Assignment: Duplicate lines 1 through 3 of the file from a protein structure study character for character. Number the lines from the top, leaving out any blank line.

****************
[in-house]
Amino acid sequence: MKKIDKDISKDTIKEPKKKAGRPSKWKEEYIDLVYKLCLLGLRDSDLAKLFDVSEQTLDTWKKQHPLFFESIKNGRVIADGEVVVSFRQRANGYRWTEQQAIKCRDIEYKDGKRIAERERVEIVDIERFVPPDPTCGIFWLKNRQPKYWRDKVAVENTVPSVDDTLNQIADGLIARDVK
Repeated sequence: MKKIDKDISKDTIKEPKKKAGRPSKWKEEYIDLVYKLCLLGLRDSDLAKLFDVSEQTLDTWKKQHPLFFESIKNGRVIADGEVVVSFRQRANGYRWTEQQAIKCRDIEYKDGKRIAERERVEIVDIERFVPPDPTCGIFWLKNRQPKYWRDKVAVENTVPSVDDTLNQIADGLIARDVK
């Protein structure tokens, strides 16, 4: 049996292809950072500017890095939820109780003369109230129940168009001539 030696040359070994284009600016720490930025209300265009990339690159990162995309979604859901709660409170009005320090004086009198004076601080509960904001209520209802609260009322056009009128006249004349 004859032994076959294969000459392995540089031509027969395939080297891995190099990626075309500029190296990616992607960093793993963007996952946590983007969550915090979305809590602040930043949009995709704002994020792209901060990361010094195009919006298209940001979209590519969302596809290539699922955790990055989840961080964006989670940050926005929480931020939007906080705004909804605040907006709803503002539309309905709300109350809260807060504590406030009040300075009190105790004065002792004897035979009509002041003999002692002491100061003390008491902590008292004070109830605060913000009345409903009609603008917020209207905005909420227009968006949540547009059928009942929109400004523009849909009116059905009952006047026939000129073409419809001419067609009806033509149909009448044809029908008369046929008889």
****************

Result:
[in-house]
Amino acid sequence: MKKIDKDISKDTIKEPKKKAGRPSKWKEEYIDLVYKLCLLGLRDSDLAKLFDVSEQTLDTWKKQHPLFFESIKNGRVIADGEVVVSFRQRANGYRWTEQQAIKCRDIEYKDGKRIAERERVEIVDIERFVPPDPTCGIFWLKNRQPKYWRDKVAVENTVPSVDDTLNQIADGLIARDVK
Repeated sequence: MKKIDKDISKDTIKEPKKKAGRPSKWKEEYIDLVYKLCLLGLRDSDLAKLFDVSEQTLDTWKKQHPLFFESIKNGRVIADGEVVVSFRQRANGYRWTEQQAIKCRDIEYKDGKRIAERERVEIVDIERFVPPDPTCGIFWLKNRQPKYWRDKVAVENTVPSVDDTLNQIADGLIARDVK